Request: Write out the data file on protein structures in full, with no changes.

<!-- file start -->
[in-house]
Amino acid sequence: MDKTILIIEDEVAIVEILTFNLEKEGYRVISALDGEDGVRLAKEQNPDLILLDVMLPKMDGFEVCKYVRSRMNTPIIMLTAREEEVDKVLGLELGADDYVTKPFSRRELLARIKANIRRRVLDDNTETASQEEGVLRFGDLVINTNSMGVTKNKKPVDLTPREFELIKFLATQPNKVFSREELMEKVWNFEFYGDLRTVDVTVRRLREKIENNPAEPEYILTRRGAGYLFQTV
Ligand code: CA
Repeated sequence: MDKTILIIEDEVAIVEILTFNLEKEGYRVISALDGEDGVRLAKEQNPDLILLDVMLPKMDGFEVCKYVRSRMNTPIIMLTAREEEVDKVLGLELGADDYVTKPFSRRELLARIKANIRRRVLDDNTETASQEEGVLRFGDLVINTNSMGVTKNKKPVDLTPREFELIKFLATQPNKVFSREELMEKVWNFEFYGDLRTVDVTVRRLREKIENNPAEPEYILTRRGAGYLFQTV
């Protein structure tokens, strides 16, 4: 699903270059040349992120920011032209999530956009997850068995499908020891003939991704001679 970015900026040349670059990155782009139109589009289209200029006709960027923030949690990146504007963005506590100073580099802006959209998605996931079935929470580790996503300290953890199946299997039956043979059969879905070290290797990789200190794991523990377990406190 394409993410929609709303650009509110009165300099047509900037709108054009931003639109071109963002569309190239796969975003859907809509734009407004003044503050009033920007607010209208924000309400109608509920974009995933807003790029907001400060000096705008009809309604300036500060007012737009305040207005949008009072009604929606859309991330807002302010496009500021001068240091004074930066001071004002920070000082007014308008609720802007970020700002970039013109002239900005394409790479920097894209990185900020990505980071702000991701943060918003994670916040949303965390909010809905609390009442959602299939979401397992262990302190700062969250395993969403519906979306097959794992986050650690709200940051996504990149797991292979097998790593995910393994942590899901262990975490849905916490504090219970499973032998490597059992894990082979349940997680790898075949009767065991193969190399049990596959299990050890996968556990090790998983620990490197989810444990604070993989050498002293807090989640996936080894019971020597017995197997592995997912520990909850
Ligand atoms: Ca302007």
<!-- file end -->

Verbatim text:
[in-house]
Amino acid sequence: MDKTILIIEDEVAIVEILTFNLEKEGYRVISALDGEDGVRLAKEQNPDLILLDVMLPKMDGFEVCKYVRSRMNTPIIMLTAREEEVDKVLGLELGADDYVTKPFSRRELLARIKANIRRRVLDDNTETASQEEGVLRFGDLVINTNSMGVTKNKKPVDLTPREFELIKFLATQPNKVFSREELMEKVWNFEFYGDLRTVDVTVRRLREKIENNPAEPEYILTRRGAGYLFQTV
Ligand code: CA
Repeated sequence: MDKTILIIEDEVAIVEILTFNLEKEGYRVISALDGEDGVRLAKEQNPDLILLDVMLPKMDGFEVCKYVRSRMNTPIIMLTAREEEVDKVLGLELGADDYVTKPFSRRELLARIKANIRRRVLDDNTETASQEEGVLRFGDLVINTNSMGVTKNKKPVDLTPREFELIKFLATQPNKVFSREELMEKVWNFEFYGDLRTVDVTVRRLREKIENNPAEPEYILTRRGAGYLFQTV
């Protein structure tokens, strides 16, 4: 699903270059040349992120920011032209999530956009997850068995499908020891003939991704001679 970015900026040349670059990155782009139109589009289209200029006709960027923030949690990146504007963005506590100073580099802006959209998605996931079935929470580790996503300290953890199946299997039956043979059969879905070290290797990789200190794991523990377990406190 394409993410929609709303650009509110009165300099047509900037709108054009931003639109071109963002569309190239796969975003859907809509734009407004003044503050009033920007607010209208924000309400109608509920974009995933807003790029907001400060000096705008009809309604300036500060007012737009305040207005949008009072009604929606859309991330807002302010496009500021001068240091004074930066001071004002920070000082007014308008609720802007970020700002970039013109002239900005394409790479920097894209990185900020990505980071702000991701943060918003994670916040949303965390909010809905609390009442959602299939979401397992262990302190700062969250395993969403519906979306097959794992986050650690709200940051996504990149797991292979097998790593995910393994942590899901262990975490849905916490504090219970499973032998490597059992894990082979349940997680790898075949009767065991193969190399049990596959299990050890996968556990090790998983620990490197989810444990604070993989050498002293807090989640996936080894019971020597017995197997592995997912520990909850
Ligand atoms: Ca302007």